Maybe I’m just more familiar with the abstinence model, so my perspective is off. There still seems to be a hole that these former users were trying to fill with pretty heavy partying.

From what I could tell, there isn’t much follow-up after a couple of weeks. And as far as statistics were concerned it just seemed like word-of-mouth. The big addiction was addressed but the underlying issues that led to the addiction didn’t get much attention.

The whole iboga subculture always seemed incomplete. My ideas are only from talking to a few people. Other clinics may be much more thorough with follow-up and addressing underlying and unresolved psychological needs.

Here’re some ideas that I took away from an article in the Atlantic magazine  that shed a little light on the iboga treatment:

Physical dependence is only part of addiction. Above all, it’s a psychiatric problem. Drug addiction is defined as the compulsive use of drugs despite negative consequences. 

After an ibogaine trip, a user’s insights may figure prominently in the recovery story, but  about 10 percent of addicts are basically ready to quit at any given time and will respond to whatever they try.

Addiction can be framed as a developmental disorder. Fewer than 10 percent of addicts develop their habits after their early 20s, when the cortex finishes developing and introduces an adult aversion to risk.

…addicts are usually dealing with some other mental health problem or trauma that makes them vulnerable. And contrary to popular belief, most opiate addictions are not lifelong. They are resolved within five years, a little longer for heroin. The real task is mostly a matter of keeping addicts alive and otherwise healthy until they can age out of addiction.

The best way to do that is well established. Methadone and other long-term maintenance treatments cut mortality in half. They create physical dependence but not addiction, and they form a foundation for a stable life.

Ibogaine has its appeal among drug users, who often gravitate to underground culture anyway.

There’re other reasons an addict might shy away from mainstream programs, though. Eighty percent of treatment programs, including court-ordered treatments, are based on the 12-step process requiring surrender to a higher power.

The official policy is that addiction is a ‘biopsychosocial-spiritual’ disorder. How are they going to convince people it’s a health problem when you throw ‘spiritual’ into it? They’d never use the word ‘spiritual’ for something like depression.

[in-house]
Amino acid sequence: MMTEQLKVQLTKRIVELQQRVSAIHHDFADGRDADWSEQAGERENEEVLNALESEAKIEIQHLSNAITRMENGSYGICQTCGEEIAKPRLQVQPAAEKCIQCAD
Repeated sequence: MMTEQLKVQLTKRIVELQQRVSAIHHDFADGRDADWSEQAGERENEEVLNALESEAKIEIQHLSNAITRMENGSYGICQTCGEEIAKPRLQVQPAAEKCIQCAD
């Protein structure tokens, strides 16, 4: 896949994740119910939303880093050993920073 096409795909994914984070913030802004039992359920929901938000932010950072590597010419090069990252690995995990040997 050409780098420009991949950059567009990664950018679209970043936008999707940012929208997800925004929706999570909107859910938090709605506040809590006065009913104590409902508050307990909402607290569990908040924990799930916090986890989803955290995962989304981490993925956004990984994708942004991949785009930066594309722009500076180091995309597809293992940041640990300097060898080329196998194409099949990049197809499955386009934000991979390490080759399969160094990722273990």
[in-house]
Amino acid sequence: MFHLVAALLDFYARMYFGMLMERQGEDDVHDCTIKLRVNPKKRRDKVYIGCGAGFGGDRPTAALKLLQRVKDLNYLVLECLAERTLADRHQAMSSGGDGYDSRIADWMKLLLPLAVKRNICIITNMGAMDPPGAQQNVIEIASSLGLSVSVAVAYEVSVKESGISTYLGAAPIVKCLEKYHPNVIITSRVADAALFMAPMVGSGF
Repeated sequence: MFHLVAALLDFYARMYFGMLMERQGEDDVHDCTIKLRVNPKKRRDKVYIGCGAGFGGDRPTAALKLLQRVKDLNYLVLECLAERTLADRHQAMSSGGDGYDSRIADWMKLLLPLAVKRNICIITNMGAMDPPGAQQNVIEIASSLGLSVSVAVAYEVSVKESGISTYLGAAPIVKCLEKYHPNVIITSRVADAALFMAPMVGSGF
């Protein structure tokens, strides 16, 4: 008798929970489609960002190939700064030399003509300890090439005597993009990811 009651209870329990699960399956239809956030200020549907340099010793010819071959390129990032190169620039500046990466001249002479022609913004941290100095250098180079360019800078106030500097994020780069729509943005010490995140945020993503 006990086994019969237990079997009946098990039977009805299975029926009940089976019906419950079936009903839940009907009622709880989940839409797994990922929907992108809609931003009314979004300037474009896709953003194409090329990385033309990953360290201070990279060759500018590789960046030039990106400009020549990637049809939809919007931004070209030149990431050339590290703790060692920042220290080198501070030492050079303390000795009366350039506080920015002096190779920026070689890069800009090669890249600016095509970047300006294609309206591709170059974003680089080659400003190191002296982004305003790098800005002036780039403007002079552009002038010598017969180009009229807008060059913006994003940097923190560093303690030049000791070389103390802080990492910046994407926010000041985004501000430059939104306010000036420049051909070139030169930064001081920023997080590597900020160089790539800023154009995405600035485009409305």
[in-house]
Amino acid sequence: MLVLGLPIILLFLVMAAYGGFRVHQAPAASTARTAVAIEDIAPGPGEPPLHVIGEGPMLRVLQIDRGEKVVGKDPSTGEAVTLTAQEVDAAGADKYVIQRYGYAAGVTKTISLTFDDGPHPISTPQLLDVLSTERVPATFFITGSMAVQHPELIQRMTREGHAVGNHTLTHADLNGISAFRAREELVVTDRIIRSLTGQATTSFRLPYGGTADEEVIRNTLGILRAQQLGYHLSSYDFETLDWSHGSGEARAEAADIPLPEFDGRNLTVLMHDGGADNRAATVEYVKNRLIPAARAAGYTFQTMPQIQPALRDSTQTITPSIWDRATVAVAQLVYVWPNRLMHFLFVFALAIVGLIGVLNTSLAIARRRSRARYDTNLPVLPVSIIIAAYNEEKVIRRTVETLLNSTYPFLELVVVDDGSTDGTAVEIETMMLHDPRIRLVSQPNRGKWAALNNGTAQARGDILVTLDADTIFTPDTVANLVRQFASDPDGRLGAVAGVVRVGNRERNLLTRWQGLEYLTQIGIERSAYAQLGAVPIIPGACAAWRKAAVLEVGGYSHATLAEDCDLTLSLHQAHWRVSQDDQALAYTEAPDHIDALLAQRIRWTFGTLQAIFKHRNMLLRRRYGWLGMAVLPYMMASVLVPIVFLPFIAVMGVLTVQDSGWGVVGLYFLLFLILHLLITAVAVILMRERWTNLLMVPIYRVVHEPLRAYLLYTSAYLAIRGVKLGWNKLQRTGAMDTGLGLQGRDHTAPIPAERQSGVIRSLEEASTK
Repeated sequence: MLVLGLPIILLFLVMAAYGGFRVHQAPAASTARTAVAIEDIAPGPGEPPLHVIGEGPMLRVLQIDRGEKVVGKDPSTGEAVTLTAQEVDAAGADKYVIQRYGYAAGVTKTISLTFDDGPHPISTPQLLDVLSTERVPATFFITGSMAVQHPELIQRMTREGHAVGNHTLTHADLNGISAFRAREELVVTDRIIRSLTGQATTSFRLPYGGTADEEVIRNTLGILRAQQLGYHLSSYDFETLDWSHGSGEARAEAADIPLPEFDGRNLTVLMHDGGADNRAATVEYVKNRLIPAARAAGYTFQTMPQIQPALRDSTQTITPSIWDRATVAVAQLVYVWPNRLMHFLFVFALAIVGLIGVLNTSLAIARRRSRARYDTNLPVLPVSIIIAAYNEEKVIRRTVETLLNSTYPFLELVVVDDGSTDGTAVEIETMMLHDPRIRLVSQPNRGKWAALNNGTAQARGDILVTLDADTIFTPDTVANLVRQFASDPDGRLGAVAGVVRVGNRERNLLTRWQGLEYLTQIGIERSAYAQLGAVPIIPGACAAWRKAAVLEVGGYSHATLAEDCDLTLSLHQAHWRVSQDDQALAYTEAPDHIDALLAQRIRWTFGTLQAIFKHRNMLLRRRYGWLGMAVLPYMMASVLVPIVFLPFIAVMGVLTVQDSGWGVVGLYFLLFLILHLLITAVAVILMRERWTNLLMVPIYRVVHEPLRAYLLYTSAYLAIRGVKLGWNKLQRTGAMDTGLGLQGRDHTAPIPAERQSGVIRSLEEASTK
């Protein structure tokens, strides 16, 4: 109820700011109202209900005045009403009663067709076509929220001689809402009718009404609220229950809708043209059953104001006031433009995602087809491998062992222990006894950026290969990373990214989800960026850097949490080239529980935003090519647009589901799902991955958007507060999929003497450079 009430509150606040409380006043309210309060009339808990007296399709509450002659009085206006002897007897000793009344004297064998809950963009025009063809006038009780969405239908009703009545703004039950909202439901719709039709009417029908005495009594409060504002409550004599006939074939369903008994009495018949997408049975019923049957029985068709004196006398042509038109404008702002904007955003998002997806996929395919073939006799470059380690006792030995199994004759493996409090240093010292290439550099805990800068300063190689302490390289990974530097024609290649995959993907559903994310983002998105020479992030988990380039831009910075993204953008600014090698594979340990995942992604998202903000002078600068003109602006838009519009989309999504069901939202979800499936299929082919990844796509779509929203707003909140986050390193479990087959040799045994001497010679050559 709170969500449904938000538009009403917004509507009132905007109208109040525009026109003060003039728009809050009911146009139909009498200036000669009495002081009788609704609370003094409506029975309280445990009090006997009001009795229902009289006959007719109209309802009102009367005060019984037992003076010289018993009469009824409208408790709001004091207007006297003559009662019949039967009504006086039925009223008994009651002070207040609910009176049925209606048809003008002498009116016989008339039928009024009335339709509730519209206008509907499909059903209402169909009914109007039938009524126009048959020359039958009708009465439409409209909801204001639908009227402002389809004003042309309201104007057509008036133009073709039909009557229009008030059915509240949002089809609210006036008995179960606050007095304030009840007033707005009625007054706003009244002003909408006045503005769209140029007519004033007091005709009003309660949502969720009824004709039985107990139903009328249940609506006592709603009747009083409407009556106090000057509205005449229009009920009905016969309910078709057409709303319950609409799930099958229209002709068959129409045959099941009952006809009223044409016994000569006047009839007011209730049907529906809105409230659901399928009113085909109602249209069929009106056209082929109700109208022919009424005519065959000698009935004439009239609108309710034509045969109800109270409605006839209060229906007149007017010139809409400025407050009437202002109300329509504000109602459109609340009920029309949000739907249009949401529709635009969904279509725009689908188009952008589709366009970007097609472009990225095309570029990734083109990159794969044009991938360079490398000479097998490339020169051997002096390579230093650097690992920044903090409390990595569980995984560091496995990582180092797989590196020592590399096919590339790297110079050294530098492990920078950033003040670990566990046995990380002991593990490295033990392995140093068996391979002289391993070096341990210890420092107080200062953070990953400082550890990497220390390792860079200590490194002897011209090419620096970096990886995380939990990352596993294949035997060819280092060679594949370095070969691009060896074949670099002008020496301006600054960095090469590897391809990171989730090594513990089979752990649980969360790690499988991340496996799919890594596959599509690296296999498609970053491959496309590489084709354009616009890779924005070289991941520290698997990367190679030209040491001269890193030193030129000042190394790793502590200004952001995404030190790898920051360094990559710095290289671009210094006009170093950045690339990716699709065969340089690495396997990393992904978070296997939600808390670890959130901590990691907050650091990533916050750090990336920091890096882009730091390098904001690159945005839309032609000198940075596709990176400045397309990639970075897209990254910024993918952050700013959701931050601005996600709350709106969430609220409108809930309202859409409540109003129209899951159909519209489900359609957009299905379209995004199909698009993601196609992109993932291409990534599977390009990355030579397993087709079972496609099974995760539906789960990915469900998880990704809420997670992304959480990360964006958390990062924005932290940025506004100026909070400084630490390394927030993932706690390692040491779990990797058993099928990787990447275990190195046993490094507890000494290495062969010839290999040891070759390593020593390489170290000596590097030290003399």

A disease with prayer as an answer is a contradiction

It’s no wonder addicts are turning to other sorts of unearthly experiences that are less infantilizing.

History shows that for the most part, adults don’t want to be addicted to things. At the turn of the century, heroin was an ingredient in many over-the-counter products. When FDA labeling came into effect, consumption of those products plummeted.  

If ibogaine is the only treatment someone will accept, it may be a useful option to keep on the table, but maintenance treatments are by far the better and safer course.

Decisions

lawn dartsBear with my rambling for a minute.

When I was a kid you could buy “Lawn Darts,” large heavy darts for hurling across a lawn at a target. A potentially dangerous game, possibly deadly if you were a risk taker. They were one lonesome train whistle and drunk mom away from a sad country western song, “He killt his little brotha with a lawn dart…” but they seemed to be a popular toy despite their inherent dangers.

The other day I saw an article in Smithsonian magazine about the search for LUCA, the Last Universal Common Ancestor of all life on Earth. LUCA is a sort of single-celled Eve at the base of the tree of life that all life has evolved from.

With advanced DNA analysis, it seems that life’s earliest ancestors lived in habitat with no oxygen, feeding on hydrogen gas. So it was likely an organism living near super-heated volcanic vents where hydrogen gas was likely produced. You’ve probably seen the pictures of the habitat, those deep sea vents surrounded by weird tube clams and crabs.

Anyway, LUCA got me wondering about decisions when organisms acquired mobility. When you can move you have options. At that point the most import decision became don’t do anything that has a strong chance of killing you. 

As creatures got smarter, two more important questions arose “Why?” and “Why not?” The trick is knowing which one to ask because most bad things happen quickly.

The positive things in our lives take time, usually a long time: learning new skills, fixing bad behaviors, building good relationships, rearing offspring making patience and determination among life’s primary virtues. Reinforced behaviors continue and behaviors that aren’t reinforced peter out.

Decisions about new things and situations can be difficult. Our families and experts are right about 98 percent of the time on the easy stuff, but only right maybe half the time on anything that’s unusually complicated, mysterious, or new. Who knows, if your gut feeling (intuition) disagrees with your family or the experts, take that seriously. Maybe you’re experiencing some pattern recognition that you can’t yet verbalize and their pessimism could be a failure of imagination.

Sometimes, you need to be selfish. Being selfish just means you’re taking the long view of things. That’s why on a plane, you’re told to put your oxygen mask on first before helping even your kid.

After personal needs are met, decisions automatically turn to how to make the world a better place. There’s an order. Humans are wired to take care of our own needs first, then family, tribe, country, and the world.

If you’re at a yard sale, don’t buy those seductive lawn darts.